The competition was open to individuals or teams (from collegiate students working with faculty advisors to working professionals) who had to submit work by 7 June 2010.

The grand prize is $10,000 to be awarded at SIGGRAPH 2010 in Los Angeles, California on July 28th.

About SIGGRAPH 2010

SIGGRAPH 2010 brings approximately 25,000 computer graphics and interactive technology professionals from six continents to Los Angeles, California, USA for the industry's most respected technical and creative programs focusing on research, science, art, animation, music, gaming, interactivity, education, and the web from Sunday, 25 July through Thursday, 29 July 2010 at the Los Angeles Convention Center. SIGGRAPH 2010 includes a three-day exhibition of products and services from the computer graphics and interactive marketplace from 27-29 July 2010.

EpicWin: Serious Games And Real Life Colliding In Unique Ways

Serious Games Turning Your To-Do List Into Role-Playing Adventure

My prior post Anecdotal Evidence: Serious Games As Persuasive Game-Life Integration, was built around some reflections on Jesse Schell’s Superb Presentation at DICE 2010: Design Outside The Box.

Despite the skepticism when Jesse Schell explored hypothetical scenarios such as teeth brushing earning sponsored awards from Crest, his talk did represent a “stake in the ground” for game designers getting sensitive to the rising of new core values for game creation, amongst them the value of "realness", the value of rewarding game-life achievements and the value of embedding games in our everyday lives.

Here is brand new evidence:

EpicWin Rewards Real Life Work

EpicWin is an upcoming iPhone game by Rexbox and MrFungFung, to note down all your everyday tasks, but with a role-playing spin. Rather than ticking off your chores, completing each one improves and develops your character in an ongoing quest to level-up your in-game avatar.

Described on the game's website as a "playful productivity app", EpicWin is built around the idea that gamers like to level up. By getting points for your chores it's easier to actually get things done. We all have good intentions but we need a bit of encouragement here and there. Washing your car is an epic feat of stamina so why not get stamina points for it?!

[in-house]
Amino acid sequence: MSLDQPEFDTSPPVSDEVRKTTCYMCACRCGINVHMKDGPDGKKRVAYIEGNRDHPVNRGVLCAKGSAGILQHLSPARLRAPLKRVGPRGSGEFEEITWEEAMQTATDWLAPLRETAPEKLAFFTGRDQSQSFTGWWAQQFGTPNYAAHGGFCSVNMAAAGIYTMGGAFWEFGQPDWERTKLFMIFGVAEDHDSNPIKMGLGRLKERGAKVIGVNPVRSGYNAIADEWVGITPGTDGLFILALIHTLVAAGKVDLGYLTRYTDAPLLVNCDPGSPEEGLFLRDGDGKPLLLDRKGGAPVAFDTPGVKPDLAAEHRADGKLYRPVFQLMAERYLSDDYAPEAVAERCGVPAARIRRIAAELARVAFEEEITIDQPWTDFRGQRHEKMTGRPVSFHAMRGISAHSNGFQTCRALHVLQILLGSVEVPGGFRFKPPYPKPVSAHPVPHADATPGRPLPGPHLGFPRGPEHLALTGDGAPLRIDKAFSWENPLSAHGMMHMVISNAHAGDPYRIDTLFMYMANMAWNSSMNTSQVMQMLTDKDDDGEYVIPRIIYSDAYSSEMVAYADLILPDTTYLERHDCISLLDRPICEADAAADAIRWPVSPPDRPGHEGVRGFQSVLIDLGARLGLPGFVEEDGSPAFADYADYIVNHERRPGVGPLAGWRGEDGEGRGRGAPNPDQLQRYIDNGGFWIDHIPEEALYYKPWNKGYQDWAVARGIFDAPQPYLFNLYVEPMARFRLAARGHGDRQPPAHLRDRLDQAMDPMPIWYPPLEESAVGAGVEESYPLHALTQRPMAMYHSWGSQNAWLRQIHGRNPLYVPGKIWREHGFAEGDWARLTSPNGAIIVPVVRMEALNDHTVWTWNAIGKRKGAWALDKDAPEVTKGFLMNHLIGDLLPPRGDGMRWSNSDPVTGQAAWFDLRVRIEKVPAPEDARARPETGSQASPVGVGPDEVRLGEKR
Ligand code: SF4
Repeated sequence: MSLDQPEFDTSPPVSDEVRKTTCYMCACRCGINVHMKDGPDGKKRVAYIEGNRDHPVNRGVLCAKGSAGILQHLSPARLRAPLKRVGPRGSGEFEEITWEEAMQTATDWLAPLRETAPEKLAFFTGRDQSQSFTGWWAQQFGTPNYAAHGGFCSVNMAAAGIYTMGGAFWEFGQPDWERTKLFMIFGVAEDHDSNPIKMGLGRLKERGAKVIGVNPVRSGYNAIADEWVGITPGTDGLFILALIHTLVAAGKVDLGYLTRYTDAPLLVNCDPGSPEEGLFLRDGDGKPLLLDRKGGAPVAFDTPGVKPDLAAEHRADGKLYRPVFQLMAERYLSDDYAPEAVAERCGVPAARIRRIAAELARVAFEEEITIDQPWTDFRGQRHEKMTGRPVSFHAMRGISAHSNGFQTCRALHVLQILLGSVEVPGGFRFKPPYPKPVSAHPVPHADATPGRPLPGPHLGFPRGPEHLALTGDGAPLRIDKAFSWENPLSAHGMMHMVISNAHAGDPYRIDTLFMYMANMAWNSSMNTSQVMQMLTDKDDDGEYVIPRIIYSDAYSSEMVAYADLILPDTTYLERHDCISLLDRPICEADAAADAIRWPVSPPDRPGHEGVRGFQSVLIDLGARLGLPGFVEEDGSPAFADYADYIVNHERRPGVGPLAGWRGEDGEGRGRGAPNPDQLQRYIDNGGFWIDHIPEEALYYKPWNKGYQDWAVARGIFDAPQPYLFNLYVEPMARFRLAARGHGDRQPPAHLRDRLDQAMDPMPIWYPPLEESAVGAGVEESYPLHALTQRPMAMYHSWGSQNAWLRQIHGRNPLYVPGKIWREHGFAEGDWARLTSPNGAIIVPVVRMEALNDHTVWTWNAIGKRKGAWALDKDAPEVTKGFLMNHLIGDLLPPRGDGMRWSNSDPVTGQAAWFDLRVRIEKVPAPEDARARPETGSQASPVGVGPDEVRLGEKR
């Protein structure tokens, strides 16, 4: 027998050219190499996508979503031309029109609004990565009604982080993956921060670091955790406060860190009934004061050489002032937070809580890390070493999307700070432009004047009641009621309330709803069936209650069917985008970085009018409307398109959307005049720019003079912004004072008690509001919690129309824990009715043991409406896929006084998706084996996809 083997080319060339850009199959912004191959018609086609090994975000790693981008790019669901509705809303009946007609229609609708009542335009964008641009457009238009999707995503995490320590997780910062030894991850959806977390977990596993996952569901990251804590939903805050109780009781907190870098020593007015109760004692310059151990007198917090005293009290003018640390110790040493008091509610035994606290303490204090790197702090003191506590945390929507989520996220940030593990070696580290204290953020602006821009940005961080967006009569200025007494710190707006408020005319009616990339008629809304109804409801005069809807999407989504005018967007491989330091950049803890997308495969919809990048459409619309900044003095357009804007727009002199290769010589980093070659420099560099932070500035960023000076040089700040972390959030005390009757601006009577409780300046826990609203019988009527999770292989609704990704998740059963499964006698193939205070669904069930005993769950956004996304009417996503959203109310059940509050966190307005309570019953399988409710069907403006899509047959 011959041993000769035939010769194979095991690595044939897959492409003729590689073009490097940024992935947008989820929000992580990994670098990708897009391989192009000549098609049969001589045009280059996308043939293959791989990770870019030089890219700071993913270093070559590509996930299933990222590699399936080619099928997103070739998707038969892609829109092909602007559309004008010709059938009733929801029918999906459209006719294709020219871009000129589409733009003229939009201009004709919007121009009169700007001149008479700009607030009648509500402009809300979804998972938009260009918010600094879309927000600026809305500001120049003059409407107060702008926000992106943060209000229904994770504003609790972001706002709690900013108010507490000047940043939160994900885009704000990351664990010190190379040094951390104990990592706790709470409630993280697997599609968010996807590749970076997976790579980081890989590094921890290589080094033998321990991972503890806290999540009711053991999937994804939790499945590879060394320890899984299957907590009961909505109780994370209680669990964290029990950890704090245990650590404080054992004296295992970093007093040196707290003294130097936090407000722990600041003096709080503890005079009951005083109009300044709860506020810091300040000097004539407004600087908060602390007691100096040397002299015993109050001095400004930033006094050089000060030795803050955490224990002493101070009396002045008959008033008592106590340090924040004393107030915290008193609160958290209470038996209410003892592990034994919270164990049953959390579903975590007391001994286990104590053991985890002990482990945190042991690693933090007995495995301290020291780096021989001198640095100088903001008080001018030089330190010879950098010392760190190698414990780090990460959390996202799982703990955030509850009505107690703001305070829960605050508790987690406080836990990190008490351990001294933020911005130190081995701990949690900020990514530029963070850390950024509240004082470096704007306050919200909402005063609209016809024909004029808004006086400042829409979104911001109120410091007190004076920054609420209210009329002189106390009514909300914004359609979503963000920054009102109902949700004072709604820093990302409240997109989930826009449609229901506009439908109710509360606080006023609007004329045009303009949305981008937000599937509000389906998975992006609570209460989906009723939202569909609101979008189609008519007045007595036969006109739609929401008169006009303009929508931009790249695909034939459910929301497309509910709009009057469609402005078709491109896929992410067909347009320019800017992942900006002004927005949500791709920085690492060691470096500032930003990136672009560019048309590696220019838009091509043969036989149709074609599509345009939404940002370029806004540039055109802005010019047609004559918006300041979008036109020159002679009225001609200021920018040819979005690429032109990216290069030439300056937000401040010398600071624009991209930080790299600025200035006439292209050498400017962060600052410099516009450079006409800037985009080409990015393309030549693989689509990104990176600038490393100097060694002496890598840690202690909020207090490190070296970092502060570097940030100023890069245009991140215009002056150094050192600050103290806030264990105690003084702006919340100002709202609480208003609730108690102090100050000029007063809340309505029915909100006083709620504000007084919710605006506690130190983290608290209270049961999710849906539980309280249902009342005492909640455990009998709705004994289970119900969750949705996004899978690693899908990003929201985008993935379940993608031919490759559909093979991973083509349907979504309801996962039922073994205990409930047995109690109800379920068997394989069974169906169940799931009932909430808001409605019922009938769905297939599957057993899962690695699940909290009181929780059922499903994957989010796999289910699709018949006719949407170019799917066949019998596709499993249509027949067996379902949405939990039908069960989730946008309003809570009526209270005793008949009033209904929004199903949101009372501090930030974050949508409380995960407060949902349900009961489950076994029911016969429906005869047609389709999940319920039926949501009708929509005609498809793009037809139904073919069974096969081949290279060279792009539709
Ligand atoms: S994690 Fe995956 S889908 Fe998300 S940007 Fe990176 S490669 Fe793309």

Watch as your avatars stats develop in ways to represent your own life. Will you be a Maiden of Juggled Priorities, or a King of Win? The lifestyle you lead will decide.

Here is the pre-release trailer:

GK Supports Teachers to Incorporate Serious Games in Education

Developing and testing a gaming curriculum

Via: Global Kids' Online Leadership Program

Six New York City high school teachers, coordinated by the National Writing Project, sought assistance from Global Kids to bring their own designs for Serious Games into their classrooms.

The teachers have worked with Barry Joseph, Rafi Santo and other consultants from Global Kids this spring to develop and test a gaming curriculum. They created and documented a curriculum that has modules that can fit into different types of classes, including four core subject areas: * Computer Arts * English * Technology and * Art.

Paul Allison, technology liaison at the New York City Writing Project, who coordinated the demo project, says “We created a pilot curriculum and brought it to our classes two times a week this spring. Our study group met with Barry Joseph and his colleagues at Global Kids in Manhattan to learn more about gaming on March 24, April 22 and May 5.”

“At our first session, Barry Joseph and Rafi Santo presented an overview of gaming in the classroom, providing us with some context for our work together. They provided a detailed, tried and true Serious Games Resource List that we used to develop curriculum between sessions.”